It seems to me that your full database can easily be held "in memory".
Assuming that the table with 12 million records (and 3 fields per
record) is mostly numeric or other "compact" data, it appears that the
total storage required is on the order of 100 Megabytes, well within
the capacity of a server-class desktop computer (or even a current
It probably makes sense to manage the data with a database, esp. since
you already have a clear notion of "tables" that comprise it. But all
the read-only data could be loaded, as the application starts, into
arrays of specific C++ structures that are optimized for the
queries/algorithms to be executed.
Holding the "static" data in a database allows for backups and
maintenance to be carried out with standard tools.
Since your application sounds like it is very computational, C++ is a
natural implementation language. Of course if the "calculation" is in
fact highly combinatorial in nature, there might be some argument for
using another language, but generally C++ will give the best
performance (at a cost of somewhat more difficult code to maintain
than for other "high level" languages).
Probably you will want to design the application for
"multi-threading". I think this is what you are getting at with your
notion of multi-agent design. A single computer with multiple CPUs is
no longer an exotic machine, and the read-only data can be shared
easily among multiple "worker" threads, each grabbing a "job" from the
jobs-table and running with it.
Since the data is being retrieved from memory for the immediate
application, it probably matters little what database software is used
to "retain" the data while the application is not running. I'd feel
comfortable using MySQL or perhaps even trying GNU SQL Server, both
open source database management software that would be free of
A database management engine tries to "cache" the most useful
information in memory, in order to optimize its query performance. In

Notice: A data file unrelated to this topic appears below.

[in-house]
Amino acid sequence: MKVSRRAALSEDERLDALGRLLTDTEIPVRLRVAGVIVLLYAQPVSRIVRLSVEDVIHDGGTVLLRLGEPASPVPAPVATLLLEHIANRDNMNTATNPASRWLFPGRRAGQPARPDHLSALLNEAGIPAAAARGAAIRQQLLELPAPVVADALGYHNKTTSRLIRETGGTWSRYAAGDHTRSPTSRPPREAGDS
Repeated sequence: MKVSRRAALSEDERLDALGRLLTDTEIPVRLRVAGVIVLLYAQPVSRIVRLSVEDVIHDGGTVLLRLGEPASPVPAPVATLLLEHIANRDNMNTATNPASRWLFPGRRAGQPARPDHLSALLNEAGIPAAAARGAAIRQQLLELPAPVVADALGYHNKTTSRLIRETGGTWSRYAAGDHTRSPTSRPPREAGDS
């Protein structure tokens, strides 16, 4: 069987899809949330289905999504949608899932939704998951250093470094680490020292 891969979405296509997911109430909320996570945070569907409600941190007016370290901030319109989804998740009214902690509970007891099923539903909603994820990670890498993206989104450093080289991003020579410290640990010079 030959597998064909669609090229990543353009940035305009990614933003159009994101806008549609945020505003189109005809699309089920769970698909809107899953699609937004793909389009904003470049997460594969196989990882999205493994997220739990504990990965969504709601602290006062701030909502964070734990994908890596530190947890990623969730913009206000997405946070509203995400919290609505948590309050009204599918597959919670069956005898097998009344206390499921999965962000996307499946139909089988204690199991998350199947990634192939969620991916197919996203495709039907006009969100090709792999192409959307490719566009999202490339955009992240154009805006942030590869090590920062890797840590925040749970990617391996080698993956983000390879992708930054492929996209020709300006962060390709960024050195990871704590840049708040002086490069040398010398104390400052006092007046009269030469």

your case the entire dataset should fit into memory, so the critical
design aspects will be things like creating indexes that make it quick
to locate the information needed.
I feel comfortable with the "hardware" design of putting the
application on a single box; it has the flavor of a mostly "batch"
operation. If you want some specific ideas about sourcing the GIS
data needed for the application, I'll need to hear something further
about the kind of data required.
The operating system could logically be either a server version of
Windows, or a server version of a GNU licensed operating system, e.g.
Linux. Here's the "mother" site of many open source projects:
Consensus seems to be that Linux is much "lighter" in its operating
system overhead and demands on computer memory than is Windows, so
perhaps there's a performance edge there for your highly computational
There are a variety of ways to go about locating programmers or
software development firms on the Internet. I cannot recommend any
from first-hand experience but I'd be happy to share a few sites that
I've come across:
For a small business this site allows you to post task/project
descriptions and receive bids on proposed work. My impression is that
they place funds "in escrow" which are released on satisfactory
completion of milestones, providing a certain amount of protection for
both parties. Ratings/feedback are kept for both "providers" based on
evaluations completed by "consumers".
A somewhat similar if less well known outfit.
Seems to have a slightly different "granularity" in that a project
team may be assembled using a coterie of providers, rather than as a
result of accepting a single provider's bid.
Another place to shop your projects, probably distinguished by its
emphasis on business to business commitments rather than on pick-up
players working a solo angle.
Please let me know if some part of my answer could benefit from